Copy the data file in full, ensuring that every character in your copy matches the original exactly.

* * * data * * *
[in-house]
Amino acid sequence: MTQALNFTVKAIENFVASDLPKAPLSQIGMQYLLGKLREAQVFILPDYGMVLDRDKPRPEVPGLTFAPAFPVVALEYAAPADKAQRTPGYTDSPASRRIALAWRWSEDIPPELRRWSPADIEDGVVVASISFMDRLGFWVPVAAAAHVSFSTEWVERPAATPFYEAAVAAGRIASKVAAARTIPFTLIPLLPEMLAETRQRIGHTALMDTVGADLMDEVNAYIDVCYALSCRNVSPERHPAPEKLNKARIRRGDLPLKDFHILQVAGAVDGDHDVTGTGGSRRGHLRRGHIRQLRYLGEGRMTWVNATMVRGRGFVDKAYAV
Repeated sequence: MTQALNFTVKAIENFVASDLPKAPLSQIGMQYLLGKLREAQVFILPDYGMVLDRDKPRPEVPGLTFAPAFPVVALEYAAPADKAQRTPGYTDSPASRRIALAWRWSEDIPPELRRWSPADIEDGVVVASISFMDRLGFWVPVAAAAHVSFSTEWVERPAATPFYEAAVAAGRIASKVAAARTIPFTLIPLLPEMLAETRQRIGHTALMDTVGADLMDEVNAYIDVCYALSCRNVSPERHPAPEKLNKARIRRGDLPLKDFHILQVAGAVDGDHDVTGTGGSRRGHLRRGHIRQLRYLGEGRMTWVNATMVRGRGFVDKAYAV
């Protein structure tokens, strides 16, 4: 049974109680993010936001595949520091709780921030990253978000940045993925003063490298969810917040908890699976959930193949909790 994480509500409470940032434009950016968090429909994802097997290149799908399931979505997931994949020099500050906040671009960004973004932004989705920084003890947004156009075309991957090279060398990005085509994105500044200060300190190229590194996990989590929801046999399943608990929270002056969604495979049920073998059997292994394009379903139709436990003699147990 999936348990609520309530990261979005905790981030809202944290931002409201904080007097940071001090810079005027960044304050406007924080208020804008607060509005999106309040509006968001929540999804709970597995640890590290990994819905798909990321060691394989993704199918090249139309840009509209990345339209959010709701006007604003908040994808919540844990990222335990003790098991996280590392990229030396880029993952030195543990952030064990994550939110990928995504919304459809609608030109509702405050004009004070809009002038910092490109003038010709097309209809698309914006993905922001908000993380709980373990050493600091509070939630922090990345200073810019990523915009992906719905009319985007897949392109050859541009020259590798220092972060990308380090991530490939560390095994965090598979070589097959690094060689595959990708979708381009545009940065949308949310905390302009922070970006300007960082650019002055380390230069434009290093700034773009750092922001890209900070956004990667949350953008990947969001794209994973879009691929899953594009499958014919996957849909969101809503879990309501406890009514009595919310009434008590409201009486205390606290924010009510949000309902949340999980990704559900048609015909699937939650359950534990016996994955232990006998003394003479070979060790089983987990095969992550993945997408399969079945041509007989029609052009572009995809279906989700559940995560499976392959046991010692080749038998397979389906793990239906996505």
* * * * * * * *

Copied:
[in-house]
Amino acid sequence: MTQALNFTVKAIENFVASDLPKAPLSQIGMQYLLGKLREAQVFILPDYGMVLDRDKPRPEVPGLTFAPAFPVVALEYAAPADKAQRTPGYTDSPASRRIALAWRWSEDIPPELRRWSPADIEDGVVVASISFMDRLGFWVPVAAAAHVSFSTEWVERPAATPFYEAAVAAGRIASKVAAARTIPFTLIPLLPEMLAETRQRIGHTALMDTVGADLMDEVNAYIDVCYALSCRNVSPERHPAPEKLNKARIRRGDLPLKDFHILQVAGAVDGDHDVTGTGGSRRGHLRRGHIRQLRYLGEGRMTWVNATMVRGRGFVDKAYAV
Repeated sequence: MTQALNFTVKAIENFVASDLPKAPLSQIGMQYLLGKLREAQVFILPDYGMVLDRDKPRPEVPGLTFAPAFPVVALEYAAPADKAQRTPGYTDSPASRRIALAWRWSEDIPPELRRWSPADIEDGVVVASISFMDRLGFWVPVAAAAHVSFSTEWVERPAATPFYEAAVAAGRIASKVAAARTIPFTLIPLLPEMLAETRQRIGHTALMDTVGADLMDEVNAYIDVCYALSCRNVSPERHPAPEKLNKARIRRGDLPLKDFHILQVAGAVDGDHDVTGTGGSRRGHLRRGHIRQLRYLGEGRMTWVNATMVRGRGFVDKAYAV
């Protein structure tokens, strides 16, 4: 049974109680993010936001595949520091709780921030990253978000940045993925003063490298969810917040908890699976959930193949909790 994480509500409470940032434009950016968090429909994802097997290149799908399931979505997931994949020099500050906040671009960004973004932004989705920084003890947004156009075309991957090279060398990005085509994105500044200060300190190229590194996990989590929801046999399943608990929270002056969604495979049920073998059997292994394009379903139709436990003699147990 999936348990609520309530990261979005905790981030809202944290931002409201904080007097940071001090810079005027960044304050406007924080208020804008607060509005999106309040509006968001929540999804709970597995640890590290990994819905798909990321060691394989993704199918090249139309840009509209990345339209959010709701006007604003908040994808919540844990990222335990003790098991996280590392990229030396880029993952030195543990952030064990994550939110990928995504919304459809609608030109509702405050004009004070809009002038910092490109003038010709097309209809698309914006993905922001908000993380709980373990050493600091509070939630922090990345200073810019990523915009992906719905009319985007897949392109050859541009020259590798220092972060990308380090991530490939560390095994965090598979070589097959690094060689595959990708979708381009545009940065949308949310905390302009922070970006300007960082650019002055380390230069434009290093700034773009750092922001890209900070956004990667949350953008990947969001794209994973879009691929899953594009499958014919996957849909969101809503879990309501406890009514009595919310009434008590409201009486205390606290924010009510949000309902949340999980990704559900048609015909699937939650359950534990016996994955232990006998003394003479070979060790089983987990095969992550993945997408399969079945041509007989029609052009572009995809279906989700559940995560499976392959046991010692080749038998397979389906793990239906996505």